The Breast Cancer Surveillance Consortium (BCSC) is a research resource for studies designed to help answer these questions. It conducts research to assess the delivery and quality of breast cancer screening and related patient outcomes in the United States. The BCSC is a collaborative network of five mammography registries and two affiliated sites, each of which has linkages to pathology and/or tumor registries. As of October 2010, the Consortium’s database contains information on 8,986,674 mammography examinations (80% for screening) from more than 2,350,000 women and 87,000 women with breast cancer.
The network’s data hub is the Statistical Coordinating Center (SCC), located at the Group Health Research Institute, in Seattle, and led by Dr. Miglioretti. The SCC supports the BCSC’s sites in collecting and analyzing data, and develops and implements novel statistical methodologies to characterize the process of breast cancer screening. It also provides scientific guidance to the sites in developing publications, and facilitates the use of the BCSC research resource by non-BCSC investigators.
Under Dr. Miglioretti’s leadership, the BCSC’s well-established data collection infrastructure is continuing to build a database that contains longitudinal data on millions of women and millions of mammograms. The huge size of this database gives investigators a unique opportunity to examine a diverse array of complex issues related to breast screening and breast cancer. Because data are pooled across BCSC sites, investigators are able to conduct analyses that would not be possible otherwise, such as examinations of factors relevant to small subpopulations or of infrequent outcomes.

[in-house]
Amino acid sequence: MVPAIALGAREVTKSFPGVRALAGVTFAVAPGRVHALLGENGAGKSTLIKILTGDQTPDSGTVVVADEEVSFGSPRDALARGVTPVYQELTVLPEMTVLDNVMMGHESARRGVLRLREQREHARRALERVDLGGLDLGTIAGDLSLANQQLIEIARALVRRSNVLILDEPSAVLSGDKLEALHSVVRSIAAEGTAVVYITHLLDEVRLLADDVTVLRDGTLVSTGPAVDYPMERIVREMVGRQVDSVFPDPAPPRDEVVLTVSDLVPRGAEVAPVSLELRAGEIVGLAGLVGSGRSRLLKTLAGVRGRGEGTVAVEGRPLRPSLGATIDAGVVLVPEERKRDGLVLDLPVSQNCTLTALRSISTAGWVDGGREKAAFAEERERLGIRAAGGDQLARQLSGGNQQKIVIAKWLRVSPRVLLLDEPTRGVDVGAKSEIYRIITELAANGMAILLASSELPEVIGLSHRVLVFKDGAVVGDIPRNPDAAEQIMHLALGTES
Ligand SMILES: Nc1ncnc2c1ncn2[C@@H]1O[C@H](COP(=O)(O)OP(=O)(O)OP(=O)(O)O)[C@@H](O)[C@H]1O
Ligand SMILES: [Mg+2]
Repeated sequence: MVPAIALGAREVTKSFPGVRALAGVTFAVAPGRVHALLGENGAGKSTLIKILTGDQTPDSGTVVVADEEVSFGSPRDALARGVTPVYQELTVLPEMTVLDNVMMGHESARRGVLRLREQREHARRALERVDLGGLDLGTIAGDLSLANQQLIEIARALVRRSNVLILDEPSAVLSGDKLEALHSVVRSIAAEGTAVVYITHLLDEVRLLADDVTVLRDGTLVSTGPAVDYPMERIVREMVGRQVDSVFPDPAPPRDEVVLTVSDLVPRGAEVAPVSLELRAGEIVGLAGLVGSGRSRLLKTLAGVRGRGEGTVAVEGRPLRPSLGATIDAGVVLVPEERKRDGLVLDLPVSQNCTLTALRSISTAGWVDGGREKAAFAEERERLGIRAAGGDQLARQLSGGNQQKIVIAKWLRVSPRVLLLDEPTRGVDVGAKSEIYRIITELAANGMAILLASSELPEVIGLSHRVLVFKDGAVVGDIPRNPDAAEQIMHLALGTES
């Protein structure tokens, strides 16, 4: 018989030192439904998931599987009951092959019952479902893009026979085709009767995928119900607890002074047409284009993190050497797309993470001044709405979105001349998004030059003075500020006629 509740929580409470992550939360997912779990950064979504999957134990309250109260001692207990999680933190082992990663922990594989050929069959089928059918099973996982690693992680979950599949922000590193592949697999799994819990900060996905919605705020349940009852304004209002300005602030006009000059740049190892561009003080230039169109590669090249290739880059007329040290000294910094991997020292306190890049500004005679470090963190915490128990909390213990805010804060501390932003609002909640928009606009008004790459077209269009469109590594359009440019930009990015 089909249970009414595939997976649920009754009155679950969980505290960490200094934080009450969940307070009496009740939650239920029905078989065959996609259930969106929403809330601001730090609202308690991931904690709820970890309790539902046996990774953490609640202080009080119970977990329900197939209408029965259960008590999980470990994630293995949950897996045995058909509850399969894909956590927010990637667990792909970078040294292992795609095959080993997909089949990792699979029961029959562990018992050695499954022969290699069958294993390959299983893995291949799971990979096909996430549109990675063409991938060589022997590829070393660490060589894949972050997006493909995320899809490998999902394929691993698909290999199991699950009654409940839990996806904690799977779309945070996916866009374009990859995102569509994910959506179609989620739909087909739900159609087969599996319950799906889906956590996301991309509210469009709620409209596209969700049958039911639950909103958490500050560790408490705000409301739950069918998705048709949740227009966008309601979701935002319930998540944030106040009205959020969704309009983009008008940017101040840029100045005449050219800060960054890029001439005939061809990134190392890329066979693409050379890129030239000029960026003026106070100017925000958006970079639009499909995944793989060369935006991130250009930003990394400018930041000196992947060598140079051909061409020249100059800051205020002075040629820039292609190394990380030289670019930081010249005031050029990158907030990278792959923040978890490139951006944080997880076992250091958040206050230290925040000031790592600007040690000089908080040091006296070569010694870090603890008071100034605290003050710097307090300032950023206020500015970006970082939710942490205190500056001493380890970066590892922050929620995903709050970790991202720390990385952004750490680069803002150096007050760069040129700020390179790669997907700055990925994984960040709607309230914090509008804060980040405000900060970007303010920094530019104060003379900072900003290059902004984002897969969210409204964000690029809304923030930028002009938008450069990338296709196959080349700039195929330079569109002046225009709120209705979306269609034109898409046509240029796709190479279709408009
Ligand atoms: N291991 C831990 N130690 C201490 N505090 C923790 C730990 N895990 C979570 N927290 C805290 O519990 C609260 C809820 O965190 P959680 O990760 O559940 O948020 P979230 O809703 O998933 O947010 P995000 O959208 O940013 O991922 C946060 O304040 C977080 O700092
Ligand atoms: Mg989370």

Two examples of ongoing work illustrate Dr. Miglioretti’s contributions to this vital area of research:
- Comparative Effectiveness of Breast Imaging Strategies in Community. Recently, new imaging technologies, such as digital mammography and breast magnetic resonance imaging (MRI), have spread into clinical practice despite limited evidence of their effectiveness in the community, where most women receive care. In this study, Dr. Miglioretti and BCSC colleagues are conducting comparative effectiveness studies of traditional film-screen mammography, digital mammography, and breast MRI. The team is doing this by extending current BCSC data collection to include the new imaging technologies and by establishing new collaborations with health services researchers, junior investigators, and modelers from the Cancer Intervention and Surveillance Modeling Network (CISNET). (This consortium of NCI-sponsored investigators uses modeling to improve the understanding of how various cancer control interventions affect the US population.) This study will increase BCSC’s capacity to provide evidence on how to deliver the most effective breast cancer screening.